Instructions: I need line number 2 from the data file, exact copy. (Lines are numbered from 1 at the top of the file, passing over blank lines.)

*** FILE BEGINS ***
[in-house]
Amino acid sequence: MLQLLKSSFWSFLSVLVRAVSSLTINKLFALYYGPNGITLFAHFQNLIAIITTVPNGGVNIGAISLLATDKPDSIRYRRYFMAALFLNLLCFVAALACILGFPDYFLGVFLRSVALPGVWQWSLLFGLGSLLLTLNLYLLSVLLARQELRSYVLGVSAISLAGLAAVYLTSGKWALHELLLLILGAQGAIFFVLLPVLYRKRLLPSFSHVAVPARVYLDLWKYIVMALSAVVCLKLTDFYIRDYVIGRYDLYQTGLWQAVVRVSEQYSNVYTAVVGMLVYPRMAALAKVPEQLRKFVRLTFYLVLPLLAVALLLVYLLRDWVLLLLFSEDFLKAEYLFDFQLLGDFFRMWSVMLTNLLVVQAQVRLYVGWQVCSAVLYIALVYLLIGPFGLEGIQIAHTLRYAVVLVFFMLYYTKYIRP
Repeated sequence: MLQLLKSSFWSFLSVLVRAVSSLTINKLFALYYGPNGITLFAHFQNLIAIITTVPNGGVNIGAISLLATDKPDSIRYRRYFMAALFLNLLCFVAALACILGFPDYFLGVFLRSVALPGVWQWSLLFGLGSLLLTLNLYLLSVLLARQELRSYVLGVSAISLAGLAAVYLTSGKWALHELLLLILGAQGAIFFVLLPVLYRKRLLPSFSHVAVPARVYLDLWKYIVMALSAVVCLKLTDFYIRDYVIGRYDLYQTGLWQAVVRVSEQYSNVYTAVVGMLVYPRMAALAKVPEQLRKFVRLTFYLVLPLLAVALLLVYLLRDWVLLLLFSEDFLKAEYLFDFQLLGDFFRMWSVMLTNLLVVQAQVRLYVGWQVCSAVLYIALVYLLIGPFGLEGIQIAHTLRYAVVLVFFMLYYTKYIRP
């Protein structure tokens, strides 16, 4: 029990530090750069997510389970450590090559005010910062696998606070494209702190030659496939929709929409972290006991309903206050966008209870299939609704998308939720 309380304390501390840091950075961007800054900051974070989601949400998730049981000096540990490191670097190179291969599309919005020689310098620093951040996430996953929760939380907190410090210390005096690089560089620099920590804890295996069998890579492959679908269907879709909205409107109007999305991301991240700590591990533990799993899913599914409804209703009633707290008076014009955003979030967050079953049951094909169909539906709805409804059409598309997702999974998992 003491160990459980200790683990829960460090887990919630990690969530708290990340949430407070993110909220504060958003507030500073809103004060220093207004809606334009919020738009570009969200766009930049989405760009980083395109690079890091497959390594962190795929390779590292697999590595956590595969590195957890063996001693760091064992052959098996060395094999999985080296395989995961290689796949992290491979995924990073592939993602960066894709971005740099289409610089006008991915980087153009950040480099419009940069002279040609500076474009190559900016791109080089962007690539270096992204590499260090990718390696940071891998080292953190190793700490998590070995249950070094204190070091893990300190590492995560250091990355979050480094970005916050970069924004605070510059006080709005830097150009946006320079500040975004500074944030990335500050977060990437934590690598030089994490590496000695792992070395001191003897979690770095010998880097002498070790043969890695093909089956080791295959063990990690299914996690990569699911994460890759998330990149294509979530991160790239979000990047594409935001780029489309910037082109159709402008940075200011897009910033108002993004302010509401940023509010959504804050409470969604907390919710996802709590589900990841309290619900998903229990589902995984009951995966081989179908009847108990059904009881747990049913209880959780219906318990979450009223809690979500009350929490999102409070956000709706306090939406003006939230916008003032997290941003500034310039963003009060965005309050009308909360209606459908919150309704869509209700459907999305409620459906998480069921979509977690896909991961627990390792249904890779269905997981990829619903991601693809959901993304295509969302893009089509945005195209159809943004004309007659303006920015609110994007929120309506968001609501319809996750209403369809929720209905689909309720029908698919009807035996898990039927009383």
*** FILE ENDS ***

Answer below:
Amino acid sequence: MLQLLKSSFWSFLSVLVRAVSSLTINKLFALYYGPNGITLFAHFQNLIAIITTVPNGGVNIGAISLLATDKPDSIRYRRYFMAALFLNLLCFVAALACILGFPDYFLGVFLRSVALPGVWQWSLLFGLGSLLLTLNLYLLSVLLARQELRSYVLGVSAISLAGLAAVYLTSGKWALHELLLLILGAQGAIFFVLLPVLYRKRLLPSFSHVAVPARVYLDLWKYIVMALSAVVCLKLTDFYIRDYVIGRYDLYQTGLWQAVVRVSEQYSNVYTAVVGMLVYPRMAALAKVPEQLRKFVRLTFYLVLPLLAVALLLVYLLRDWVLLLLFSEDFLKAEYLFDFQLLGDFFRMWSVMLTNLLVVQAQVRLYVGWQVCSAVLYIALVYLLIGPFGLEGIQIAHTLRYAVVLVFFMLYYTKYIRP